Washington — Senate Majority Leader Mitch McConnell has introduced emergency stimulus legislation to address the economic fallout from the coronavirus outbreak, the third phase of the legislative response to the pandemic that has killed thousands around the world and tanked financial markets.
The “phase three” bill unveiled by Senate Republicans on Thursday includes rebates of $ 1,200 for most individuals who reported less than $ 75,000 on their 2018 tax returns, or $ 2,400 per couple who filed their taxes jointly and made less than $ 150,000.
Another $ 500 would be added for every dependent child. Low-income Americans with at least $ 2,500 of qualified income get a smaller benefit of $ 600, or $ 1,200 for couples.
The payments would be gradually phased out for individuals with income between $ 75,000 and $ 99,000, at which point payments cut off.
In a speech on the Senate floor Thursday afternoon, McConnell said he hoped this “bold new proposal” would receive “bipartisan respect and mutual urgency.” He added that discussions between Republicans and Democrats about this legislation needed to occur on a “member level,” and said that Republican committee chairmen would begin speaking with their Democratic counterparts tomorrow.
“These are urgent discussions. They need to happen at a member level and they need to happen starting right now,” McConnell said.
McConnell also said that Treasury Secretary Steve Mnuchin and White House economic adviser Larry Kudlow would be traveling to the Capitol on Friday to work with both parties on reaching an agreement.
McConnell explained Senate Republicans’ approach in a speech previewing the proposal on the Senate floor Thursday morning, laying out “four pillars” of the massive spending package: relief for small businesses, cash assistance for taxpayers, loans to businesses in major industries and resources to combat the virus itself. Republican senators met over lunch on Capitol Hill to hammer out the particulars.
Congressional efforts to address the impacts of the coronavirus come amid the first indications that the outbreak is prompting widespread job loss on a scale not seen since the 2008 financial crisis. The number of people Department of Labor. In the week ending on March 14, the number of jobless claims was 281,000, an increase of 70,000 from the previous week.shot up last week, an increase that is “clearly attributable to impacts from the COVID-19 virus,” according to the
As the pandemic shuts down business across the county, the surge in newly laid off workers isstates’ unemployment websites. In Ohio alone, more than 48,000 people applied for jobless benefits during the first two days of this week — 26 times the amount from the week before.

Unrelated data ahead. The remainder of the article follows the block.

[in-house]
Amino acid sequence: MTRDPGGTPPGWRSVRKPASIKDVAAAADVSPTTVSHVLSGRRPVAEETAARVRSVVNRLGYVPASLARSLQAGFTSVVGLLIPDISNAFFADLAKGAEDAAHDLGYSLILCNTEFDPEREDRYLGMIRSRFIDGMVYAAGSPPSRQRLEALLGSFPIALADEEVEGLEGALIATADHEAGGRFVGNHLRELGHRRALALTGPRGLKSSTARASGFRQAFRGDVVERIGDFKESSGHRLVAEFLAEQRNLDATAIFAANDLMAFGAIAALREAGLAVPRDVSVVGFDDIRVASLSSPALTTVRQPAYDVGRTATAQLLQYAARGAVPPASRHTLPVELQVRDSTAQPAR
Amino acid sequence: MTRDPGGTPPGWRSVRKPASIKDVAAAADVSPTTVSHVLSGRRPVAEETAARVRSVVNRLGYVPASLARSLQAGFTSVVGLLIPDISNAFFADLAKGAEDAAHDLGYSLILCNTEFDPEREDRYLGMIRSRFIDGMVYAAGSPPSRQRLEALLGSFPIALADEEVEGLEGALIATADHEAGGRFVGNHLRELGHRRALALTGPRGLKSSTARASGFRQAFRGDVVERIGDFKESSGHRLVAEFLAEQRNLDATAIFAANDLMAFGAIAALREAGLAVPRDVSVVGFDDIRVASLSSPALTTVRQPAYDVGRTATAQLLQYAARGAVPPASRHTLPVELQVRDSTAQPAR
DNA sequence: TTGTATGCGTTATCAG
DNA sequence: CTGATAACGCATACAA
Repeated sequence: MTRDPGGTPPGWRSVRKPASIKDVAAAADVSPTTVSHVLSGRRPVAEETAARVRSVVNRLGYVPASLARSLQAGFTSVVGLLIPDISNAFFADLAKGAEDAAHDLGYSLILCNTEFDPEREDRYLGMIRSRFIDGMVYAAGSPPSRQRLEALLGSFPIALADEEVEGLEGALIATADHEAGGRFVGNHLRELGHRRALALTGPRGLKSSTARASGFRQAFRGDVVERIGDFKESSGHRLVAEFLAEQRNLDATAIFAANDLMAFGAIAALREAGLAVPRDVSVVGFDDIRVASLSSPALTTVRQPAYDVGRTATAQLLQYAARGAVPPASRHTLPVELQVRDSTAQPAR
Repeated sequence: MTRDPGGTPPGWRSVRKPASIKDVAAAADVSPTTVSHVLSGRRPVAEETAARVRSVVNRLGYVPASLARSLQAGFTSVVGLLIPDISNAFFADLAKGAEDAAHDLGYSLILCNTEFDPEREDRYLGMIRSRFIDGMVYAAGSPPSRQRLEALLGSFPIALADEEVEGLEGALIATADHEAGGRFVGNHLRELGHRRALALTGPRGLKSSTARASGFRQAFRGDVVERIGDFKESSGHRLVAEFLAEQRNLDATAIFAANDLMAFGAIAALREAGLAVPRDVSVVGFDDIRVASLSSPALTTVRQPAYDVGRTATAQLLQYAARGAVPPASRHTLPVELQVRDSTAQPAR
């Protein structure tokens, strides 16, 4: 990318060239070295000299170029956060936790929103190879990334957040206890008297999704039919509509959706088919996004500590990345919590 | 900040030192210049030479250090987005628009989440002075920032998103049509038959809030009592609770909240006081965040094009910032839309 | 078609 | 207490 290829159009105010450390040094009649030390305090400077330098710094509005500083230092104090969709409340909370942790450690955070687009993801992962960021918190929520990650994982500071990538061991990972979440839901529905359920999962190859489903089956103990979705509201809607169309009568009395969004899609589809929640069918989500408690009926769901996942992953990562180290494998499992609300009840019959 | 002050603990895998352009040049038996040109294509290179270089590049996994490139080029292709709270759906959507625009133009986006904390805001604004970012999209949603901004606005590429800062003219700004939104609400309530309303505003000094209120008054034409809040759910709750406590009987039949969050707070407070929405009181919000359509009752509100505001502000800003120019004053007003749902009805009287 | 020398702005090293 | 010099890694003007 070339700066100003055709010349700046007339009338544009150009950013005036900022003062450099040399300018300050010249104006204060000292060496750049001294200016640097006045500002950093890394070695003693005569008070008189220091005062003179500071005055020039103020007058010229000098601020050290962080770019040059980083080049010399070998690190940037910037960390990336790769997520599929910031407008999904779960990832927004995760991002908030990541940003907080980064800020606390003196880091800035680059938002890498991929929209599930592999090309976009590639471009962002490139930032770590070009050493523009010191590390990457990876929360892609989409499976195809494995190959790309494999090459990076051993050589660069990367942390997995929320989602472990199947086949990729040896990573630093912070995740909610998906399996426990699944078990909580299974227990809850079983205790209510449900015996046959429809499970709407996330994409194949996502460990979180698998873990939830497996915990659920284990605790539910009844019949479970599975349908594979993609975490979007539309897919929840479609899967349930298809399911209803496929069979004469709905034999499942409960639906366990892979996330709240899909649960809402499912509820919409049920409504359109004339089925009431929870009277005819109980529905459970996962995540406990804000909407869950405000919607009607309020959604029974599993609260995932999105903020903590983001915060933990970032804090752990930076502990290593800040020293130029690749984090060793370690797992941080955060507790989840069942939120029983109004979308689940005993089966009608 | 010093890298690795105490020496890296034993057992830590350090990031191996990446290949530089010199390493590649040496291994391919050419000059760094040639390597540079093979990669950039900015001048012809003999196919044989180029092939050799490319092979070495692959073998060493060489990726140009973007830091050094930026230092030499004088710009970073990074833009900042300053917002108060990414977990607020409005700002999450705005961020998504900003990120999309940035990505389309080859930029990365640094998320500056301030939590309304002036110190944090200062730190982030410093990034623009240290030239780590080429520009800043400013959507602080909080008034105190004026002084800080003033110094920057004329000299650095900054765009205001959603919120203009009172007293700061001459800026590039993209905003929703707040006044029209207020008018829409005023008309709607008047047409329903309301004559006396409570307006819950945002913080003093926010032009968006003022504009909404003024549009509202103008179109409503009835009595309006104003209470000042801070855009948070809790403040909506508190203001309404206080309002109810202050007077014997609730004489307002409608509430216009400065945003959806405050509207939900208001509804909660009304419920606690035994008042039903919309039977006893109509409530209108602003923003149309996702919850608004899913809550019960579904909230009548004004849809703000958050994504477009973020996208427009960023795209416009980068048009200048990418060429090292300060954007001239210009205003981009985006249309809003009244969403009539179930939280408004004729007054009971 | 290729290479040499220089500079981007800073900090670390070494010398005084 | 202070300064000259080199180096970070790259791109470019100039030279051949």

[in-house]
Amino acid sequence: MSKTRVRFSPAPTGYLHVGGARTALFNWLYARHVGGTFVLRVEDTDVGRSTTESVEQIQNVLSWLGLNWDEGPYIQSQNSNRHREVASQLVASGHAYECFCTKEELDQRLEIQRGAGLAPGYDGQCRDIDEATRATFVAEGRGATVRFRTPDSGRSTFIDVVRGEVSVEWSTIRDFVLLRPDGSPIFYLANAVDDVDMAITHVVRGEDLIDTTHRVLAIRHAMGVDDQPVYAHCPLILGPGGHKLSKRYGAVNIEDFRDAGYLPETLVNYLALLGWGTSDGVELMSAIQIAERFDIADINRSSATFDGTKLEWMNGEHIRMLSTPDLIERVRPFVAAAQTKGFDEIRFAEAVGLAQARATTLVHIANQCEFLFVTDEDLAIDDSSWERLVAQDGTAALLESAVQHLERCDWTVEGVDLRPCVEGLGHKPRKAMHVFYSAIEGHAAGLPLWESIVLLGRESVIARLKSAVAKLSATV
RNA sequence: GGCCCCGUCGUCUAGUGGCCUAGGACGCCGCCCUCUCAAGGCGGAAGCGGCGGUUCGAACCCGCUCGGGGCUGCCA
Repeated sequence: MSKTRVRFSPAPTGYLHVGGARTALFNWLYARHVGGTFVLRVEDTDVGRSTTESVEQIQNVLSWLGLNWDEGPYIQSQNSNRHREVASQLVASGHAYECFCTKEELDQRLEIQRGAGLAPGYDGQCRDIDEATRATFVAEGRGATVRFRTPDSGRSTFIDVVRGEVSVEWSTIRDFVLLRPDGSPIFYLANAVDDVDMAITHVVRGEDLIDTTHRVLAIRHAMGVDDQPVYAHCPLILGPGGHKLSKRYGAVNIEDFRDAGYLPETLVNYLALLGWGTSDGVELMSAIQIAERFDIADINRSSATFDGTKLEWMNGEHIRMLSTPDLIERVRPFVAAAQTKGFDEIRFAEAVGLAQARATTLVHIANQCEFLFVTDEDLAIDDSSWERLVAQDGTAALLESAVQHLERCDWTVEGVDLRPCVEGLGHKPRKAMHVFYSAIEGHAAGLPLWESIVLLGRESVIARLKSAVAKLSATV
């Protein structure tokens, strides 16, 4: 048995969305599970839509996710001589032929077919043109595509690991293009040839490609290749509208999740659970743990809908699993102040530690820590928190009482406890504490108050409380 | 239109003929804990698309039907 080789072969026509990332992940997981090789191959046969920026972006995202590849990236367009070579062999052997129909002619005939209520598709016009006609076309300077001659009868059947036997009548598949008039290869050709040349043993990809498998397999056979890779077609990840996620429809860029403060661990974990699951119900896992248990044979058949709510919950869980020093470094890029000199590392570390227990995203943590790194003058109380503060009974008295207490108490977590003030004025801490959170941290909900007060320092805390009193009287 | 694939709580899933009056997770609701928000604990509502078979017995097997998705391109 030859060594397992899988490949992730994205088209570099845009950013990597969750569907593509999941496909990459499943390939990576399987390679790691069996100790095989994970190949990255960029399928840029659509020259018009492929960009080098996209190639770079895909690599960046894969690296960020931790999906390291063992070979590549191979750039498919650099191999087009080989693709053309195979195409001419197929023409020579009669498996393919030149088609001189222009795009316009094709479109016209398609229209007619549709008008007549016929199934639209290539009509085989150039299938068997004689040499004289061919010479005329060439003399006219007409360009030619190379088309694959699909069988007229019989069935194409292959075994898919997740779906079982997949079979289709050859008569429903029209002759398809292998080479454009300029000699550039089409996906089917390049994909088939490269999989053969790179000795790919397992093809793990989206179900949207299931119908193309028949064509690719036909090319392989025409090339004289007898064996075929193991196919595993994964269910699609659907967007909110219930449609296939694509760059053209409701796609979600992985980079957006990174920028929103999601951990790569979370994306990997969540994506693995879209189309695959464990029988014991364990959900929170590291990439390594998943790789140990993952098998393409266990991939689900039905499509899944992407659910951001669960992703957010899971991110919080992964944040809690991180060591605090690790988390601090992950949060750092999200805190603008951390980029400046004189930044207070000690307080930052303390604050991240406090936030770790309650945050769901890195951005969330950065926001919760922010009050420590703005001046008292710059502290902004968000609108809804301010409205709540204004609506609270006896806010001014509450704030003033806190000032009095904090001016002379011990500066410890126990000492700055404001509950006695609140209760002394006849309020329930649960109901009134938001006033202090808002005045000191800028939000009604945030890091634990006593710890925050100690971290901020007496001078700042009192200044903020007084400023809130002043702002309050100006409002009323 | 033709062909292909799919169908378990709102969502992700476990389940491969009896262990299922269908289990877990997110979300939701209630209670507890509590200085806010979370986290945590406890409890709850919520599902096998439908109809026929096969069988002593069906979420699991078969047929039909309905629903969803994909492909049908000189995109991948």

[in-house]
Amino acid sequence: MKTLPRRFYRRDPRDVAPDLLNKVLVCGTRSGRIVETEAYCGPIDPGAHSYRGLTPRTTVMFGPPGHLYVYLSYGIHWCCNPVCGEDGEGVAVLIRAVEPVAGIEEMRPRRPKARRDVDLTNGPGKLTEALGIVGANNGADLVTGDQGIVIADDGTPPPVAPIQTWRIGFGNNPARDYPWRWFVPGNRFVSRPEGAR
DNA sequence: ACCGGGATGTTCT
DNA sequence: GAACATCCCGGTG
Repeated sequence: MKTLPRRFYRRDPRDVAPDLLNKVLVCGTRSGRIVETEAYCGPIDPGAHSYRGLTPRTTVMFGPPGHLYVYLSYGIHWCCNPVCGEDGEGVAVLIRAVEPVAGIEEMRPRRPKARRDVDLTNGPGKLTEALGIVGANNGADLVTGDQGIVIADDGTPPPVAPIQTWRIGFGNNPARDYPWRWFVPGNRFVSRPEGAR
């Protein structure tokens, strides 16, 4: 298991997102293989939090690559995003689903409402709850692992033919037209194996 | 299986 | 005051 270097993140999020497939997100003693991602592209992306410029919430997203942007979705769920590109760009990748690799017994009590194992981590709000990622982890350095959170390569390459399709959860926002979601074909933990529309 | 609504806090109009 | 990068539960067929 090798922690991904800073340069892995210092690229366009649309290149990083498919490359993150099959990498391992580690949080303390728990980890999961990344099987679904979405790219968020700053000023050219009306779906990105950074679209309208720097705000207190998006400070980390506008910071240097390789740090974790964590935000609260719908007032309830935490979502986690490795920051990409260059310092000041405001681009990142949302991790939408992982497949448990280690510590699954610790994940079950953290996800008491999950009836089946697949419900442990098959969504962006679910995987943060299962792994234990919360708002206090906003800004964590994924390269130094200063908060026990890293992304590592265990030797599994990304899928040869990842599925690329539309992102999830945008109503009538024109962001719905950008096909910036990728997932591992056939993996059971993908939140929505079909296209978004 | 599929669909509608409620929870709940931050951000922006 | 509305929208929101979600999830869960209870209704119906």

As of Thursday evening, there were over 12,500 confirmed cases of the coronavirus across every state in the U.S., and more than 175 people have died.
The Senate Republicans’ bill largely squares with the Trump administration’s request. In a memo on Wednesday, the Treasury Department laid out what it hoped to see in the bill, asking for two rounds of direct cash payments to taxpayers, worth $ 250 billion each. The first payment would be made April 6, and the second would come on May 18 if the crisis hasn’t abated.
On Thursday morning, McConnell said the cash infusion “would complement unemployment insurance and could be put toward immediate needs during this crisis.”
“For Americans who are still working, the money would provide some extra certainty in this uniquely uncertain time,” he added.
McConnell said some of the small business loans would be forgiven if used to retain workers or cover basic operational expenses. “The portions of these funds that small businesses use on core expenses such as paying workers and paying their rent or mortgage will convert into grants they will not need to pay back,” he said.
Senate Majority Whip John Thune indicated to reporters that lawmakers would work through the weekend with hopes of finalizing the bill by early next week.
“We’re going to start the negotiation with the Democrats, and we got a number of our members will be involved with that, hopefully through the weekend, and hopefully we can bring closure to it through the weekend and in early next week is my hope,” Thune said.
McConnell had tasked three working groups to develop the proposed phase three legislation, which serves as the jumping-off point for negotiations with Democrats. After the text of the proposal emerged, Senate Minority Leader Chuck Schumer, who has called for a “Marshall Plan” to address the crisi, spoke on the Senate floor.
“We will look at it and read it tonight. But from what I’m told, it provides a bailout for a number of industries. Again, we have to put the workers first,” Schumer said, who earlier called for both sides to come together “from the get-go so any final product can pass as swiftly as possible.”
At the other end of Pennsylvania Avenue, President Trump said during awith members of the White House coronavirus task force that Republicans and Democrats in Congress were “pulling together.”
“I hope everything’s going good on the Hill. Maybe I shouldn’t say this until I check out what’s going on because you never know,” Mr. Trump said.
Mr. Trump, which provides free testing and paid leave for certain workers, late Wednesday evening, hours after it was passed in the Senate by a bipartisan vote of 90 to 8.
House Majority Leader Steny Hoyer said that the House will not return to session “until we are in a position to vote on the third piece of emergency legislation.” The House was previously scheduled to return on March 23.
Sara Cook, Alan He and Irina Ivanova contributed to this report.